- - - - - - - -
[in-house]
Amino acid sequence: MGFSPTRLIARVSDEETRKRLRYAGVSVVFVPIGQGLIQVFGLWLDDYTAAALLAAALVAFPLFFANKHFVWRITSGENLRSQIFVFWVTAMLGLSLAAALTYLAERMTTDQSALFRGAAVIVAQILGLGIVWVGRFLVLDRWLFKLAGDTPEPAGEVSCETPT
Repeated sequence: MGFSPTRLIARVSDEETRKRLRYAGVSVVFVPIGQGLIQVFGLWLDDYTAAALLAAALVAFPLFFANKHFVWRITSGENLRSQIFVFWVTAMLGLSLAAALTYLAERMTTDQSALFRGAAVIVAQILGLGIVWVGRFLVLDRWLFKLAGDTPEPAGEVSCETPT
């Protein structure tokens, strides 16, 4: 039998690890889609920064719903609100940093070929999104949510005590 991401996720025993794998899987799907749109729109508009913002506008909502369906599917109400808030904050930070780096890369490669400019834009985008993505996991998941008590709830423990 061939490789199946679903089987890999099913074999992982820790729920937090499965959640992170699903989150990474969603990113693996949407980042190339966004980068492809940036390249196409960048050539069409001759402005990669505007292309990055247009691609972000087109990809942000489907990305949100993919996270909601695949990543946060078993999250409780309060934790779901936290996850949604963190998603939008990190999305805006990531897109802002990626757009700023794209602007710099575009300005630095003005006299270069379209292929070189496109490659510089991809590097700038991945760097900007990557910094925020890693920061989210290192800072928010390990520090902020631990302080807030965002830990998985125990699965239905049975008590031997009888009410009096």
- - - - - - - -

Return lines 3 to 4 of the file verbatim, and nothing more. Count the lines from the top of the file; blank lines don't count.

Repeated sequence: MGFSPTRLIARVSDEETRKRLRYAGVSVVFVPIGQGLIQVFGLWLDDYTAAALLAAALVAFPLFFANKHFVWRITSGENLRSQIFVFWVTAMLGLSLAAALTYLAERMTTDQSALFRGAAVIVAQILGLGIVWVGRFLVLDRWLFKLAGDTPEPAGEVSCETPT
């Protein structure tokens, strides 16, 4: 039998690890889609920064719903609100940093070929999104949510005590 991401996720025993794998899987799907749109729109508009913002506008909502369906599917109400808030904050930070780096890369490669400019834009985008993505996991998941008590709830423990 061939490789199946679903089987890999099913074999992982820790729920937090499965959640992170699903989150990474969603990113693996949407980042190339966004980068492809940036390249196409960048050539069409001759402005990669505007292309990055247009691609972000087109990809942000489907990305949100993919996270909601695949990543946060078993999250409780309060934790779901936290996850949604963190998603939008990190999305805006990531897109802002990626757009700023794209602007710099575009300005630095003005006299270069379209292929070189496109490659510089991809590097700038991945760097900007990557910094925020890693920061989210290192800072928010390990520090902020631990302080807030965002830990998985125990699965239905049975008590031997009888009410009096």